The Illinois Department of Public Health is warning patients and health care providers about the risks of stem cell therapies that are not approved by the Food and Drug Administration following a national investigation into their use.
“While all medical treatments have benefits and risks, non-FDA approved stem cell therapies have the potential to expose patients to risks without a clear benefit,” said IDPH Director Dr. Ngozi O. Ezike in a statement.
A joint investigation by the FDA and Centers for Disease Control and Prevention found several patients who used stem cell products from the ReGen Series (distributed by Livyeon, LLC.) developed bacterial infections.
An FDA investigation into the manufacturer, Genetech, revealed numerous deviations from established practices and FDA guidelines, including screening stem cell donors for diseases such as HIV, hepatitis B and hepatitis C infections.
IDPH is aware of 15 clinics that could have used these products within the past few years based on information it received from the CDC. “We don’t believe that list is comprehensive,” said IDPH Chief Medical Officer Dr. Jennifer Layden.
While IDPH hasn’t received any reports of Illinois residents developing bacterial infections, the agency is encouraging patients who may have used these products since 2017 to consult their medical providers about the need to be tested for HIV, hepatitis B virus, hepatitis C virus and other blood-borne infections.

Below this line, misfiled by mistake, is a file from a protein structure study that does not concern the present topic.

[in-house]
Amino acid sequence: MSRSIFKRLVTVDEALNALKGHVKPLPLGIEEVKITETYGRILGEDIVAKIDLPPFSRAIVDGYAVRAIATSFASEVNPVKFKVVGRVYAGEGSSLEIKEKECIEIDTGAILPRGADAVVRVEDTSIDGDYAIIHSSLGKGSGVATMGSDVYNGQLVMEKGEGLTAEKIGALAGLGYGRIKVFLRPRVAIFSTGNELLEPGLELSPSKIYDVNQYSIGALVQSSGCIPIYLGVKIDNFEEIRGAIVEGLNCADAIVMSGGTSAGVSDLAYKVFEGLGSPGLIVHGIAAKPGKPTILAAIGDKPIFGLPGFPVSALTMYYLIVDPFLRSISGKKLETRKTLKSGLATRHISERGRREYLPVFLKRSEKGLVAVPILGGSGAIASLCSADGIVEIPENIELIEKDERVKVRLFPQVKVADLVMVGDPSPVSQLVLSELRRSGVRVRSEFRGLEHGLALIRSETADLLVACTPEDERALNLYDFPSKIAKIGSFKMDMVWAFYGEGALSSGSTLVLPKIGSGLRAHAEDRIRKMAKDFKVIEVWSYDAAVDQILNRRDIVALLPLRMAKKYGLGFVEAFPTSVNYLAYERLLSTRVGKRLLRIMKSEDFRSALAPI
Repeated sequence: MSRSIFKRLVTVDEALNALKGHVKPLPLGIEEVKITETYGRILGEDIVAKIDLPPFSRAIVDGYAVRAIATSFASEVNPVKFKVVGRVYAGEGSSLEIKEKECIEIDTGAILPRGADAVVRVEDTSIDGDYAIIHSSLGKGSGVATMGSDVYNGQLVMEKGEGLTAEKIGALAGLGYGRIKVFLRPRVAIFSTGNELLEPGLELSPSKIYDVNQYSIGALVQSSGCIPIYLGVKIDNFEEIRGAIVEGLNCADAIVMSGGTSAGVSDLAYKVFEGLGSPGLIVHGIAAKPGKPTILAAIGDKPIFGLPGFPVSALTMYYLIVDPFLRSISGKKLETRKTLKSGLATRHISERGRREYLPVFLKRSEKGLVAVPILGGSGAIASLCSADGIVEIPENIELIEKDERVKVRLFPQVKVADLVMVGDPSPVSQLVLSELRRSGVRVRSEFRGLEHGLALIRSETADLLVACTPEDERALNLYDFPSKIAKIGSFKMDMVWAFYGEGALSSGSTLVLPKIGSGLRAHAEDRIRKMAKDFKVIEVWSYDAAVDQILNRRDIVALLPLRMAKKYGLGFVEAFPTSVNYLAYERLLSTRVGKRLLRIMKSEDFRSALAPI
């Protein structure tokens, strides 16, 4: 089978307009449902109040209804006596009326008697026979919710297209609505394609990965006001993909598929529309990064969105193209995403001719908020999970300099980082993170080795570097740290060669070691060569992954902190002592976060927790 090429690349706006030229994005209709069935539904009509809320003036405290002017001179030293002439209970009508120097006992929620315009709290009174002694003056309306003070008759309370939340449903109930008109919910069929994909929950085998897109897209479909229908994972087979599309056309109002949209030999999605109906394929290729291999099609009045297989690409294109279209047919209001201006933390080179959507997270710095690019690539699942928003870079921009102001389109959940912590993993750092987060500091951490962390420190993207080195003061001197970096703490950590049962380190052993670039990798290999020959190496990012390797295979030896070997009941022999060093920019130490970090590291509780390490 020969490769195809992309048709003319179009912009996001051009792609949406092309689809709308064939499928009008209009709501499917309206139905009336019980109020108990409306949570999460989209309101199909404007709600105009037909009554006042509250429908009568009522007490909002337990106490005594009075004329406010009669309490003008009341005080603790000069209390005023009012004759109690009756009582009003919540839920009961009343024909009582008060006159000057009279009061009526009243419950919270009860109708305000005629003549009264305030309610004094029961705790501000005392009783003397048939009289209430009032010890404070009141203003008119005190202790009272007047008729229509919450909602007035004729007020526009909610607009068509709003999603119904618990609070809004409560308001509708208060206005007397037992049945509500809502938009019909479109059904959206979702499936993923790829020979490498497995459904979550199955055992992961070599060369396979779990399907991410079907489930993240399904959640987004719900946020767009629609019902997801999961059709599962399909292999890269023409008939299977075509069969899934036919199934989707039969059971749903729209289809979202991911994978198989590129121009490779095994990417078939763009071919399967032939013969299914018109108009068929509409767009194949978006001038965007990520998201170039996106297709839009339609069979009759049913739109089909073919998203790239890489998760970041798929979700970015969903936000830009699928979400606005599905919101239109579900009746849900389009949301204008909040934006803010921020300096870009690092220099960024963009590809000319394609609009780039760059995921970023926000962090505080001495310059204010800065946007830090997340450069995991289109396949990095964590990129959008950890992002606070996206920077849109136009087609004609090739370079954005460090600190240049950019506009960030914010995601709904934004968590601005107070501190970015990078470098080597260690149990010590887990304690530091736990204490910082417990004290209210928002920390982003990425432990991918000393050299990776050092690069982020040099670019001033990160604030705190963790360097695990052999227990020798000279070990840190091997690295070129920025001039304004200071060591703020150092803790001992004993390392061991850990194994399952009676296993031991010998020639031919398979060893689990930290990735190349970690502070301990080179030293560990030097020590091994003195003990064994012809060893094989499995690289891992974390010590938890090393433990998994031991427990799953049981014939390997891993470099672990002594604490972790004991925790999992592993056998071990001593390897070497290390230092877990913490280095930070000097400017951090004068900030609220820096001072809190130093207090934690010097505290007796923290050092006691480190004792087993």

Currently, the FDA has only approved stem cells to be used to treat certain cancers, as well as disorders of the blood and immune system. Despite the lack of FDA approval, clinics have marketed stem cell therapies for a range of conditions, including chronic pain and normal aging.
Potential risks associated with unproven stem cell treatments include infections, injection site reaction, failure of cells to work as expected, growth of tumors and potential contamination of the product.
“We encourage patients to be informed and aware of the medicines they receive and what they are used for and understand the risks of potential treatments,” Layden said.
Some stem cell therapies could be part of a clinical trial, in which case patients should ask their providers to prove they have FDA permission to research a new drug before beginning treatment.
Individuals considering stem cell treatments should check the FDA’s approved list of stem cell treatments.